Cleaning the house is a never-ending project but it can be made enjoyable if you use a few motivational tips and tricks to get into it. If the monitor at your workplace is framed with layers of post-it reminders and desktop is hidden under stacks of papers, then it’s time to give it a new makeover by adopting some smart strategies. As compiled from allwomenstalk.com, greatist.com, cleanmyspace.com and Forbes, here are a few ways to get motivated to clean.
1. Put on music
A good soundtrack can make almost anything more bearable and get you in the mood for cleaning. Choose something that makes you feel like dancing, so that you feel like engaging yourself physically to do the cleaning that’s required.
2. Make DIY cleaning products
Cleaning can be way more fun if you make your own natural cleaning products. Basic ingredients, such as vinegar, lemon juice and essential oils are kinder to the environment and smell so much nicer than the artificial fragrances in commercial products. Due to its acidity, vinegar helps remove grease, scum and grime. Natural lemon juice eliminates mildew, cuts through grease and makes hard surfaces shine. Essential oils make a great scent addition to homemade cleaning products.
3. Reward yourself
A lot of times, we accomplish things without giving much credit to ourselves or celebrating the achievement of it. Perhaps, a good way to encourage yourself to keep your workplace and house clean is to reward yourself. For instance, you can go out for lunch or spend some time watching a movie after tidying up your living room.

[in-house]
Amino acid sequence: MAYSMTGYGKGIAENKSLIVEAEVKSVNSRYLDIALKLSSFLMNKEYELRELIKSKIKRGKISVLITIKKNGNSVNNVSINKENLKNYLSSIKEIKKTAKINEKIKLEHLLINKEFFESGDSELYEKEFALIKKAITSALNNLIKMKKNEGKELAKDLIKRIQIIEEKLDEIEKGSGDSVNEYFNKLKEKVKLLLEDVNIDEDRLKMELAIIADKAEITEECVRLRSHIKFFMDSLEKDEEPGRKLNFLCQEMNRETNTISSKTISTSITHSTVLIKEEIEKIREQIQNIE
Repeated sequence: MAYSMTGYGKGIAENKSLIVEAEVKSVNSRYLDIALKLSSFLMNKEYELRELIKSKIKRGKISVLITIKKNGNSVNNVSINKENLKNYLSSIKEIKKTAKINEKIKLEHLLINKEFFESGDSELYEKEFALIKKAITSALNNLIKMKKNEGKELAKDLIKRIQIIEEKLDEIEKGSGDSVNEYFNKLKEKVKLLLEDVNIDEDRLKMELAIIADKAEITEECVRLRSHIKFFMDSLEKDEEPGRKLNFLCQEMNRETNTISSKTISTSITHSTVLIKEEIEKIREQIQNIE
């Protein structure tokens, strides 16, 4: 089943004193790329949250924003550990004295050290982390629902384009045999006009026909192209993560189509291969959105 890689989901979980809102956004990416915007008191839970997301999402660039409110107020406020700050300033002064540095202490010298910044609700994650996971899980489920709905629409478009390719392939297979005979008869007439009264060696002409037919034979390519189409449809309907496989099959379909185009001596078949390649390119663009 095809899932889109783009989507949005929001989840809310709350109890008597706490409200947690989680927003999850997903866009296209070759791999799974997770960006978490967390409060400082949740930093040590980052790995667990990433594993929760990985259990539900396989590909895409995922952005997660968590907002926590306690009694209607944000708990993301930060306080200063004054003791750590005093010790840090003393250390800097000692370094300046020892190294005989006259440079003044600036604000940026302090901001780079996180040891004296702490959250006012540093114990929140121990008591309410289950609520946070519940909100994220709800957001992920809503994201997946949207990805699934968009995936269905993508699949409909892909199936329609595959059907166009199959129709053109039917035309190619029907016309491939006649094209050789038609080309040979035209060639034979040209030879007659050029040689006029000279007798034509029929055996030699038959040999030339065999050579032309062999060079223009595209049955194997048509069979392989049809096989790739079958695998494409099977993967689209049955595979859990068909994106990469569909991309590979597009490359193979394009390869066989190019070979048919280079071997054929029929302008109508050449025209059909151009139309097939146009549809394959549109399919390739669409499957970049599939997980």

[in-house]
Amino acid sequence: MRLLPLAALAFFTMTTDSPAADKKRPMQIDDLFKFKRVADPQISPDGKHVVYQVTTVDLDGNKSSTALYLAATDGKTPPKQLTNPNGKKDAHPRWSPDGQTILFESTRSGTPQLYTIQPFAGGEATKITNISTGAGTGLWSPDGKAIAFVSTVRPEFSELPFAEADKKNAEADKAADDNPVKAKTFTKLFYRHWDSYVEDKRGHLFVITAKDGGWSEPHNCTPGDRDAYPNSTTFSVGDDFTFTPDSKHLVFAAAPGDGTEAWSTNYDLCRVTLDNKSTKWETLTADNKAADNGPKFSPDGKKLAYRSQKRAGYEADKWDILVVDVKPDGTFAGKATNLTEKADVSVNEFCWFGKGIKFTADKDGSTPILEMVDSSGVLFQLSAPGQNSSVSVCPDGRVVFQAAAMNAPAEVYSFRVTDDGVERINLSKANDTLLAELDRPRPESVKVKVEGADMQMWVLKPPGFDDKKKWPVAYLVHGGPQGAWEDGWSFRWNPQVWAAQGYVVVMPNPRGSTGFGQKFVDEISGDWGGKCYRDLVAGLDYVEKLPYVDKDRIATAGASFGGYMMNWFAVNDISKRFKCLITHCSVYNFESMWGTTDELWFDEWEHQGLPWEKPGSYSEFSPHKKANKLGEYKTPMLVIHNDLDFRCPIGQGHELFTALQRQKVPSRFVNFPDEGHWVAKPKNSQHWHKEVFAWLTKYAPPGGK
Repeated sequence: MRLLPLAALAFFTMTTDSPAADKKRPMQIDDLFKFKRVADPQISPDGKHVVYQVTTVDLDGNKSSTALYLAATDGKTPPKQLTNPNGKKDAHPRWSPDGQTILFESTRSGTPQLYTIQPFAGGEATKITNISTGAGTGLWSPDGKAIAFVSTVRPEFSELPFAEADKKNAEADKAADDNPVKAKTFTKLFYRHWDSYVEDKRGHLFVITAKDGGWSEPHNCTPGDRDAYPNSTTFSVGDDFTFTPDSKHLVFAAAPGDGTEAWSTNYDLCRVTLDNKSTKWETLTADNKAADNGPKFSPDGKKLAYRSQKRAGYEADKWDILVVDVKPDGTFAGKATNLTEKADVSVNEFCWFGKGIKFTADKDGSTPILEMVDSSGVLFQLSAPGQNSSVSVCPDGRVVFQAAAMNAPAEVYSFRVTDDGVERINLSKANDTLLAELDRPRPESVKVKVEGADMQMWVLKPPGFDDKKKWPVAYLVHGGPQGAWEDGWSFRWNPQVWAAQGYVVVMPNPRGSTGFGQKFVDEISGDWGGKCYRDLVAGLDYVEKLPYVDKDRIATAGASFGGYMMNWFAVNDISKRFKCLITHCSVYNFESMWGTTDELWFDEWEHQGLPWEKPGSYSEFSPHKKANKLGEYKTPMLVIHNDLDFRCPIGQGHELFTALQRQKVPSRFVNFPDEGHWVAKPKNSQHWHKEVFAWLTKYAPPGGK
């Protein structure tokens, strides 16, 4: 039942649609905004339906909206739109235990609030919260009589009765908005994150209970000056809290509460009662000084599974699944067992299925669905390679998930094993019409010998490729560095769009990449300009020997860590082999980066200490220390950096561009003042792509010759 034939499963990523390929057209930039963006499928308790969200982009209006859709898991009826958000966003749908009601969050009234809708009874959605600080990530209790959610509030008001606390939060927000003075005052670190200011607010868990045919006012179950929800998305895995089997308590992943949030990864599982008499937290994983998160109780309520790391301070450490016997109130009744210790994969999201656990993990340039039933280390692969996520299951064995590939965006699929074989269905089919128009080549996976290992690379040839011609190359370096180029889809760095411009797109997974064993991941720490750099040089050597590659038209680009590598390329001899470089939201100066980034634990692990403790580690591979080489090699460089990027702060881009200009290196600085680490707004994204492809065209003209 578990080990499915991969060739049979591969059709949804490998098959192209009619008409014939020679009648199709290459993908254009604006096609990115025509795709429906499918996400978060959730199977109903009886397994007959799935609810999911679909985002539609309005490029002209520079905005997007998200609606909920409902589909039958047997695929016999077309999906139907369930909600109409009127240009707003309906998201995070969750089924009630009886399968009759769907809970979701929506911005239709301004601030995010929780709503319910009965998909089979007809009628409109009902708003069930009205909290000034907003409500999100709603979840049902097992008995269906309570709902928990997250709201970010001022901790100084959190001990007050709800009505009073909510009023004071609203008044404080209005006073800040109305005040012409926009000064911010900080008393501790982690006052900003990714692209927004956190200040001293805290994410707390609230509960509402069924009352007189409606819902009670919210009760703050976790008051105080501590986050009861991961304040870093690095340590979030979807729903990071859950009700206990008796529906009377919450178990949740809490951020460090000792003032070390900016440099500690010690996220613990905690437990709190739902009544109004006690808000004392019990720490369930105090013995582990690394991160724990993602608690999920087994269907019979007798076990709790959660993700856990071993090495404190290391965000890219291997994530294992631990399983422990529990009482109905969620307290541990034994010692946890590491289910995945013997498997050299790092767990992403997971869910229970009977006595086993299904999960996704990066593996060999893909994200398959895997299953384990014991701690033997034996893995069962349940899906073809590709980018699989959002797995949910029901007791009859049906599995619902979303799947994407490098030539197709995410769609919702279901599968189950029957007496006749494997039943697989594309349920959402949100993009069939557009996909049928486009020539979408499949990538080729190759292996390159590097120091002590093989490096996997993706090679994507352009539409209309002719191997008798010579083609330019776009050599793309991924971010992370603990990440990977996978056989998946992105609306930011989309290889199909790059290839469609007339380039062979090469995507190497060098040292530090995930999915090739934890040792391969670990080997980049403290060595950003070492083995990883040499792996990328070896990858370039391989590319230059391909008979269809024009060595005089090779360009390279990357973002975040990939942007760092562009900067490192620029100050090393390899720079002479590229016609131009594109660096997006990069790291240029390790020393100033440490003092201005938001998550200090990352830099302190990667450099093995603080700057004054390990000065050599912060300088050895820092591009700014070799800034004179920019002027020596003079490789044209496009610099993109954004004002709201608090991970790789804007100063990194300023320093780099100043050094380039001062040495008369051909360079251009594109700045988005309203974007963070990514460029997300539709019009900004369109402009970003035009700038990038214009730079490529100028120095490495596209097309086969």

4. Deal with cleaning straight away
Get up and get started. Make it your priority to clean as soon as it’s necessary, so that it’s dealt with quickly and easily. Clean spillage while it’s fresh as it’ll be much easier to remove than if it has time to set or dry.
5. Set a weekly appointment
It’s likely that co-workers will associate a messy office with your organisation skills and assume their project or proposal will get lost in the landfill that’s your desk, says Jennie Dede, vice president of recruiting for Adecco. She recommends setting a reoccurring reminder on your calendar to tidy up your workspace for 15 minutes once a week. Toss any trash or items you no longer need, gather personal items that need to be taken home and sort loose paperwork.
6. Don’t make piles, set limits
Don’t fool yourself into thinking that making piles reduces clutter. Peter Walsh, author of Lighten Up: Love What You Have, Have What You Need, Be Happier with Less, says, “The issue isn’t space; it’s too much stuff.” He recommends establishing zones in your office for different functions: a workspace for your computer, a library area for your books, a storage area for supplies and a filing area for your archives. Give everything a place and then set limits on the amount of items in each.
Published in The Express Tribune, October 7th, 2015.
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